The greatest tragedy in American higher education is that about half of the students who start college never finish, and many of those who don’t earn degrees still have student loans to repay. Concerns about money are the highest cause of stress in college students and are number one reason students drop out of college. Fixing the drop out problem and helping more students become college graduates won’t happen without institutions of higher education making significant strides in promoting financial literacy.
The number one reason students drop out of college is “finances.” Money is also the highest cause of stress among college students, distracting them from efficiently completing their studies even when they can stay in school. Many students work more than 20 hours per week, which makes it nearly impossible to take a full time course load of 15 units per term to stay on track for timely graduation.
One of the most powerful interventions a college can implement to increase retention and graduation is financial literacy that is focused specifically on promoting college success. This webinar will outline two of the speaker’s successful projects in this area, and discuss ideas for how campuses can implement programs that work for their students and fit within the available resources. Nationally, retention and graduation rates are dismally low. Only about half of the students who start college end up graduating. Most of those who do graduate take much more than the nominally-required time to complete their degrees, often spending an extra year or two, or more, in college.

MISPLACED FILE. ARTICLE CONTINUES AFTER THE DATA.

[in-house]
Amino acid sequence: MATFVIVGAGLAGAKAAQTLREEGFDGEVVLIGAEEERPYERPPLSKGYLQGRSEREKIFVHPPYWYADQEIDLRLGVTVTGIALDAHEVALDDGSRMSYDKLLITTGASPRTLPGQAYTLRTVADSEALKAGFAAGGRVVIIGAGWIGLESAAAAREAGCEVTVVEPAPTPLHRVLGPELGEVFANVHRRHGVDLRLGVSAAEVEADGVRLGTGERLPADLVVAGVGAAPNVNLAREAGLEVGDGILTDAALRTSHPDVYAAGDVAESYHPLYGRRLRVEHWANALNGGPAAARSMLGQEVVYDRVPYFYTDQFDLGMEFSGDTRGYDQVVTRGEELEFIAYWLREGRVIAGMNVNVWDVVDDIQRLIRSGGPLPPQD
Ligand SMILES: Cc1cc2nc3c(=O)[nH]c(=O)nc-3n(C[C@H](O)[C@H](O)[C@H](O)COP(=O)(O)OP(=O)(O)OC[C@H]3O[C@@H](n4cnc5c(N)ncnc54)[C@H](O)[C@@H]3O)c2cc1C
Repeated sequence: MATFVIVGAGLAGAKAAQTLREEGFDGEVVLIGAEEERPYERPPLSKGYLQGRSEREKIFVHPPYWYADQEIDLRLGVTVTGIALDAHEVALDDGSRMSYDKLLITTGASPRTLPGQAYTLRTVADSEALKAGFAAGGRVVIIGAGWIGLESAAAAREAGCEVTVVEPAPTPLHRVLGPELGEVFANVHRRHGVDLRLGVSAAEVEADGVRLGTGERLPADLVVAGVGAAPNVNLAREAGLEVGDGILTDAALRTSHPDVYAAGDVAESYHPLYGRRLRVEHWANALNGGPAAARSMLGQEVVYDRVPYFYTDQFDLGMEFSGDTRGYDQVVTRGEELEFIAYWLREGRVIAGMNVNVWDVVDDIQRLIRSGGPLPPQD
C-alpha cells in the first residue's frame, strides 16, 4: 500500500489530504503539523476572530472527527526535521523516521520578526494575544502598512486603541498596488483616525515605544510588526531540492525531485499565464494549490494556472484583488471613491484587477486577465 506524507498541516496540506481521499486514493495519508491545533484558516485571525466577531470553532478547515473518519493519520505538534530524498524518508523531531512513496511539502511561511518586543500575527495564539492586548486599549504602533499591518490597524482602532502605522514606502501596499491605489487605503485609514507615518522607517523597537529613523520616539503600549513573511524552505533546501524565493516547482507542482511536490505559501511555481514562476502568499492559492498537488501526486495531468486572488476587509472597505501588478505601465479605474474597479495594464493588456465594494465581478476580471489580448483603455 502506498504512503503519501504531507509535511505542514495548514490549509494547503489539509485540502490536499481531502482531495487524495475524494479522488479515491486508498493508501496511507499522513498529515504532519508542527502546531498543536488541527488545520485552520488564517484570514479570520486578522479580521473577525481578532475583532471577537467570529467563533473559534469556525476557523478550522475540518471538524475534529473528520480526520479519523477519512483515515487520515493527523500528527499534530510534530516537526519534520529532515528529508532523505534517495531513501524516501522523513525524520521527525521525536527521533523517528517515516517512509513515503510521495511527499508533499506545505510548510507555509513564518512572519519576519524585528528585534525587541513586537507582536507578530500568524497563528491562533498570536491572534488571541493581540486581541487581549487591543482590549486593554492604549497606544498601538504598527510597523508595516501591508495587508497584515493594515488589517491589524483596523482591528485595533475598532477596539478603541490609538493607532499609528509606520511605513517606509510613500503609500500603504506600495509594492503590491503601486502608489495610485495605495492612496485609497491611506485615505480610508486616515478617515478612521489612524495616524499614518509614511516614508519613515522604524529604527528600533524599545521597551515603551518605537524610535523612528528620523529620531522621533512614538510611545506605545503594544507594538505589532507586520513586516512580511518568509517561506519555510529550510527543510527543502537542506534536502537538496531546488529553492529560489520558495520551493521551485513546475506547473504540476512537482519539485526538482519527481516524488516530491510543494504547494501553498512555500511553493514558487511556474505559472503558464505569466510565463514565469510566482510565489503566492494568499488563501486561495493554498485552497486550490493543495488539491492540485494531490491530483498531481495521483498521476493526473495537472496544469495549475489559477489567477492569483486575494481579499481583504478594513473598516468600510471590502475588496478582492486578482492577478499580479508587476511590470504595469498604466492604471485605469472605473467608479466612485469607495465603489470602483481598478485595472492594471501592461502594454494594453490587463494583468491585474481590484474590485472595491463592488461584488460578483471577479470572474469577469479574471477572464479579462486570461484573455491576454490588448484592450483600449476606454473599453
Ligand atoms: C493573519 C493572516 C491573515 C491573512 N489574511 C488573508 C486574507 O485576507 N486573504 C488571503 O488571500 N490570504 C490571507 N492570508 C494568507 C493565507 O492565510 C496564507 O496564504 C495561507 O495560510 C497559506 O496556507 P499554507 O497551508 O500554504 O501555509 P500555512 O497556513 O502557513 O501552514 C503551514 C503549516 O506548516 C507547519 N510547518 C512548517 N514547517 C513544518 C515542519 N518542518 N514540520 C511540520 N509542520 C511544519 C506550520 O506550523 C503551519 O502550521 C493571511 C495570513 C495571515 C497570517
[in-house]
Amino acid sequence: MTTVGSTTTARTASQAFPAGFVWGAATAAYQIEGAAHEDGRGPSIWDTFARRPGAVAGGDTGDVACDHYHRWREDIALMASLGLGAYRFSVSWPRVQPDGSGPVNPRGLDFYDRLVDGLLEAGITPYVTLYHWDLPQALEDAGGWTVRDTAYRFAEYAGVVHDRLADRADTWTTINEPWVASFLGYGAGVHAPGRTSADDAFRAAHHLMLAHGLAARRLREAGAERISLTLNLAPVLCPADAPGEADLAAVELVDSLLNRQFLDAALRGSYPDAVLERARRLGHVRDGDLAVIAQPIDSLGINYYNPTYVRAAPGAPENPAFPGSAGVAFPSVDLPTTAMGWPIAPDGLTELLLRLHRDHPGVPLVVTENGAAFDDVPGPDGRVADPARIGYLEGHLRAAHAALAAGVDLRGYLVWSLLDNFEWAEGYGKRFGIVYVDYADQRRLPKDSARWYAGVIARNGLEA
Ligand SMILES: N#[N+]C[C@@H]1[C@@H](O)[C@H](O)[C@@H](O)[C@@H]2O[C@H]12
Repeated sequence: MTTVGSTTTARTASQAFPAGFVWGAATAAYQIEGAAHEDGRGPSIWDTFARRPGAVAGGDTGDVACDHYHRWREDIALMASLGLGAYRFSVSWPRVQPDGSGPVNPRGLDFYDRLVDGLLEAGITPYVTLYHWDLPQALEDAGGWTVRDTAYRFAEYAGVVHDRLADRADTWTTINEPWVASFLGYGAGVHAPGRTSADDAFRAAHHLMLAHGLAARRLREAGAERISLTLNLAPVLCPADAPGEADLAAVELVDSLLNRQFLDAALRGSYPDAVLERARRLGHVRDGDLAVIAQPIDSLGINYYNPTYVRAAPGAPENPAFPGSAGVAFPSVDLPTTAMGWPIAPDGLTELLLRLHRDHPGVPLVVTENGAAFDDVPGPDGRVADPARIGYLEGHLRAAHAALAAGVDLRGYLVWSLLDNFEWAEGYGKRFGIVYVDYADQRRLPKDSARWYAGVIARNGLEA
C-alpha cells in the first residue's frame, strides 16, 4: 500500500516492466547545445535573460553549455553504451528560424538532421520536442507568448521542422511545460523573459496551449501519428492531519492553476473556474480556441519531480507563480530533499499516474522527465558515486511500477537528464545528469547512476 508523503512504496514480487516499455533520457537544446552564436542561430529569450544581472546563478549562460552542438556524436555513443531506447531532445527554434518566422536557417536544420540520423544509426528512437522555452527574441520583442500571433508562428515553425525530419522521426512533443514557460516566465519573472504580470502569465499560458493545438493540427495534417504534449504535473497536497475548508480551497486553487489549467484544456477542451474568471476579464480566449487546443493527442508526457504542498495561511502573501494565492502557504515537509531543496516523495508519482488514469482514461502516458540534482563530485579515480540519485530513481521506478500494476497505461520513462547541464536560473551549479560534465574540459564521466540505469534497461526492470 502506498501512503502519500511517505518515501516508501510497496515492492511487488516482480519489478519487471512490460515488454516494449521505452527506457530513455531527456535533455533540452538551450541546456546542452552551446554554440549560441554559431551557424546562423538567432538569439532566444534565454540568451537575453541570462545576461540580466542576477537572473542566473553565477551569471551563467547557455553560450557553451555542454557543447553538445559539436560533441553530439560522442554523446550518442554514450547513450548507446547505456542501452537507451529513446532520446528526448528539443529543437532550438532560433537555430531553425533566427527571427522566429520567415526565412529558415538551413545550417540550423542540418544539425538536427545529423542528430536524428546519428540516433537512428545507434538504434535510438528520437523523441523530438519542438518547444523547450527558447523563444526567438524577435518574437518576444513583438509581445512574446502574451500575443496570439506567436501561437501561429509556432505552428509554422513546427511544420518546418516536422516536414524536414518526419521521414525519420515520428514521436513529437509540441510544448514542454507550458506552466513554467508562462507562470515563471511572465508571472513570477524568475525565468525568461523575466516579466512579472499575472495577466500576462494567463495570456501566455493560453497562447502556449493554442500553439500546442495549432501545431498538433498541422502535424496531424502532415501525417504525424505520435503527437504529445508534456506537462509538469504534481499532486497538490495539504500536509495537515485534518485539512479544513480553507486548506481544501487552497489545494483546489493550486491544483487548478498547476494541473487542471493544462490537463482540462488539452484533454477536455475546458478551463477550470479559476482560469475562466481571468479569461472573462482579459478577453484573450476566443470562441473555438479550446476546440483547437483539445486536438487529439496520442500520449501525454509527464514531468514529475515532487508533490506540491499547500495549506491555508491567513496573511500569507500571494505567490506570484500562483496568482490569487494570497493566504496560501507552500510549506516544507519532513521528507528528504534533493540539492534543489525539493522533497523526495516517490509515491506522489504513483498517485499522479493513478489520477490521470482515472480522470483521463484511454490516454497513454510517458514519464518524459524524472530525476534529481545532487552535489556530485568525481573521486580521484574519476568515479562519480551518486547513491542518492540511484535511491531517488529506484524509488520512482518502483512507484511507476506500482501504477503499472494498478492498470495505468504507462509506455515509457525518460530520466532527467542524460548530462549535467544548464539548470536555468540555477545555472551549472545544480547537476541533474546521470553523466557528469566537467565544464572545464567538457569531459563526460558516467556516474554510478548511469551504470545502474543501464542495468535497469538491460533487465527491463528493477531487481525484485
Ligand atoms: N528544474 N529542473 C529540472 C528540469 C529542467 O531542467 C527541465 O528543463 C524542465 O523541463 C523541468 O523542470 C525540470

Staying in college longer than necessary is bad in several senses: besides the fact that students who take longer have a lower chance of graduating, they also suffer higher costs on top of the lost income of delayed post-college employment (including lost retirement savings). Worst of all is that many of the students who drop out have student loan burdens they must repay but no income boost from a degree.
This session by expert speaker Dr. William L. Vanderburgh aims to help students make wise financial choices and thus have a better chance for higher education. You’ll learn how to help students make well-informed decisions about where to attend, how to pay for college, how to spend while in college, and how much to work. Further, you’ll understand how individual psychological barriers as well as cultural factors need to be navigated, and long-term thinking needs to be inculcated to promote college success.
Who should attend?
Dr. Vanderburgh has held several different roles over the last nine years that have been focused on enhancing student success at urban public universities. A former professor of Philosophy, Vanderburgh currently serves as Associate Vice President and Dean of Undergraduate Studies at California State University, San Ber... More info